Modeling Static Mixers
Fanny Littmarck November 9, 2012
A mixer that doesn’t move may sound like an oxymoron, but it’s not. Used in various chemical species transport applications, static mixers are inexpensive, accurate, and versatile. Still, there is always room for improvement. Optimizing the design of static mixers calls for computer modeling, but traditional CFD methods may not be the best way to model these mixers. How do these motionless mixers work and how can their performance be simulated?
How Static Mixers Work
Static mixers involve pumping two streams of fluid (liquid or gas) through a pipe containing twisted blades. The different angles of the blades are what prompt the mixing of the fluid. As the fluids are forced up the tube, they bounce off the blades and eventually blend together. Static mixers are used in many different industries, including water treatment, petrochemical, automotive, pharmaceutical, and more.
As this type of mixing produces small losses in pressure it is a great technique for laminar flow mixing. Laminar flow is characterized by low momentum convection and high momentum diffusion. As opposed to turbulent flow, which is less orderly and leads to lateral mixing, laminar flow happens at lower speeds.
Modeling Laminar Static Mixers
In optimizing the design of a static mixer you can look at the problem in two parts. The mixer performance can be evaluated by calculating:
- The concentration’s standard deviation
- The trajectory of suspended particles through the mixer
Let’s suppose we have a chemical species that is to be dissolved in water at room temperature. First we will use COMSOL Multiphysics and the Chemical Reaction Engineering Module to calculate the concentration’s standard deviation. This step allows us to compute the fluid velocity and pressure as it moves through the tube from inlet to outlet. Here you can visualize the mixing process through a series of cross-sections:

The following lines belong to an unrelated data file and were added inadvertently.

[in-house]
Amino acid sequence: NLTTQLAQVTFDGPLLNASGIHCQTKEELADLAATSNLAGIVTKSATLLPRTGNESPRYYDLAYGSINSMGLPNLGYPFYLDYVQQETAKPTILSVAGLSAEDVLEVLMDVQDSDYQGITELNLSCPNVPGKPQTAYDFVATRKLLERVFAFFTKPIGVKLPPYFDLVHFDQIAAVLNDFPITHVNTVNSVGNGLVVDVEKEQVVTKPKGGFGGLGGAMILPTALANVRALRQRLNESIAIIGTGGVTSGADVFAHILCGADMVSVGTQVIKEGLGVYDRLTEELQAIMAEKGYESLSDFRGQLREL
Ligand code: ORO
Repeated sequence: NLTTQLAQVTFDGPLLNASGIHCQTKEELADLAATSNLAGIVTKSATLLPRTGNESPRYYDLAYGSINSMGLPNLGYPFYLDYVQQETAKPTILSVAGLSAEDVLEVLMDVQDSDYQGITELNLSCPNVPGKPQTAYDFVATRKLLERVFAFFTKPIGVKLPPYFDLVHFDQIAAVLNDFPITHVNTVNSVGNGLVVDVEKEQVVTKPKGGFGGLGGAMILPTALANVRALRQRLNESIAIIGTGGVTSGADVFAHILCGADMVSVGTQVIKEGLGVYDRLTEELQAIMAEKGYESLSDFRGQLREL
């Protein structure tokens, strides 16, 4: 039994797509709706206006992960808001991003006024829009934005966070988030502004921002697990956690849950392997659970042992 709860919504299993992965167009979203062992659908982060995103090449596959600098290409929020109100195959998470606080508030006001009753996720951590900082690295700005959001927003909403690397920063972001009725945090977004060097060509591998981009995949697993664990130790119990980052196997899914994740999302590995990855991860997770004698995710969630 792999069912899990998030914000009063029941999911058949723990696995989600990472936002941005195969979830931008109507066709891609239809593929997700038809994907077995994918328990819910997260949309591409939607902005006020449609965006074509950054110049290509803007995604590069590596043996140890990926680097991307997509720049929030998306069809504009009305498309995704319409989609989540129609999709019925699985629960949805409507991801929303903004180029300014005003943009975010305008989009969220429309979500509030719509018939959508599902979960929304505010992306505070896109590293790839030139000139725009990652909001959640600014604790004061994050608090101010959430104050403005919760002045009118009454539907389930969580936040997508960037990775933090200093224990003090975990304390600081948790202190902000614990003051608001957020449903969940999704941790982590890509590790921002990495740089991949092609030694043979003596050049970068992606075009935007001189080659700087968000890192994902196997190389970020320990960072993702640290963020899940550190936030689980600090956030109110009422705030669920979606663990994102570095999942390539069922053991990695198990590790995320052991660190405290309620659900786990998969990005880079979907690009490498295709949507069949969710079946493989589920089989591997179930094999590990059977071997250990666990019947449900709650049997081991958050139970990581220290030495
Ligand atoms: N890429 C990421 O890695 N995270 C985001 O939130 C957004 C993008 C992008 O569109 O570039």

Cross-sectional plots of the concentration at different distances from the inlet of the tube.
In the second step, we will need to use the Particle Tracing Module in order to determine the particle trajectory through the tube. This is performed as a separate study, after step 1. Not all particles of the fluid will make it all the way to the outlet of the tube; some will cling to the mixer walls. By running the problem in the Particle Tracing Module we can determine how many particles will be stuck inside the mixer.
Plot of the particle position at different points in time. The red and blue particles represent two different fluids.
As mentioned above, when modeling static mixers, traditional CFD methods may not be cut out for the job. This is because of numerical diffusion, which does not emulate the mixing process in that the computer model shows a higher diffusivity than it actually is. This problem is tackled in an article on “Modeling of Laminar Flow Static Mixers” (on page 64) in the 2012 edition of COMSOL News. Here you can see how Veryst Engineering and Nordson EFD went about optimizing this type of mixers. They wound up developing a new modeling tool for their simulations, using both the CFD and Particle Tracing Modules. It’s a rather fascinating case study, so if you’re interested in optimizing mixer designs, I recommend reading the article.